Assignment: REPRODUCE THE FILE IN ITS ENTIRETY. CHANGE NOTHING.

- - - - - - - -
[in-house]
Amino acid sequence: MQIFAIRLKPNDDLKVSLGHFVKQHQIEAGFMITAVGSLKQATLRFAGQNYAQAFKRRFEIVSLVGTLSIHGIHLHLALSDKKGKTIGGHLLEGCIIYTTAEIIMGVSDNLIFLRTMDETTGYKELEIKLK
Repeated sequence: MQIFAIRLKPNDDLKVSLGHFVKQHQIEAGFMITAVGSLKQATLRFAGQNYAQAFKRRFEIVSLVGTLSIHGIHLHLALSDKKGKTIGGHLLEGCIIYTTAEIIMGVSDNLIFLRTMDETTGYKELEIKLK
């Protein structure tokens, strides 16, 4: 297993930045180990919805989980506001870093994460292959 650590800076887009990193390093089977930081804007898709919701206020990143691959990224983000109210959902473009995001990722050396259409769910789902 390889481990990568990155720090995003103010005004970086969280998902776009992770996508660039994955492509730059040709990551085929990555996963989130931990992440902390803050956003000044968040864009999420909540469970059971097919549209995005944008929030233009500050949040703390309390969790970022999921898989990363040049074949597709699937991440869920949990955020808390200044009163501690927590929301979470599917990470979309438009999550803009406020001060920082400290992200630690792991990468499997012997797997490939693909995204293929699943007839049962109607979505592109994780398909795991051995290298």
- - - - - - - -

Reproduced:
[in-house]
Amino acid sequence: MQIFAIRLKPNDDLKVSLGHFVKQHQIEAGFMITAVGSLKQATLRFAGQNYAQAFKRRFEIVSLVGTLSIHGIHLHLALSDKKGKTIGGHLLEGCIIYTTAEIIMGVSDNLIFLRTMDETTGYKELEIKLK
Repeated sequence: MQIFAIRLKPNDDLKVSLGHFVKQHQIEAGFMITAVGSLKQATLRFAGQNYAQAFKRRFEIVSLVGTLSIHGIHLHLALSDKKGKTIGGHLLEGCIIYTTAEIIMGVSDNLIFLRTMDETTGYKELEIKLK
């Protein structure tokens, strides 16, 4: 297993930045180990919805989980506001870093994460292959 650590800076887009990193390093089977930081804007898709919701206020990143691959990224983000109210959902473009995001990722050396259409769910789902 390889481990990568990155720090995003103010005004970086969280998902776009992770996508660039994955492509730059040709990551085929990555996963989130931990992440902390803050956003000044968040864009999420909540469970059971097919549209995005944008929030233009500050949040703390309390969790970022999921898989990363040049074949597709699937991440869920949990955020808390200044009163501690927590929301979470599917990470979309438009999550803009406020001060920082400290992200630690792991990468499997012997797997490939693909995204293929699943007839049962109607979505592109994780398909795991051995290298």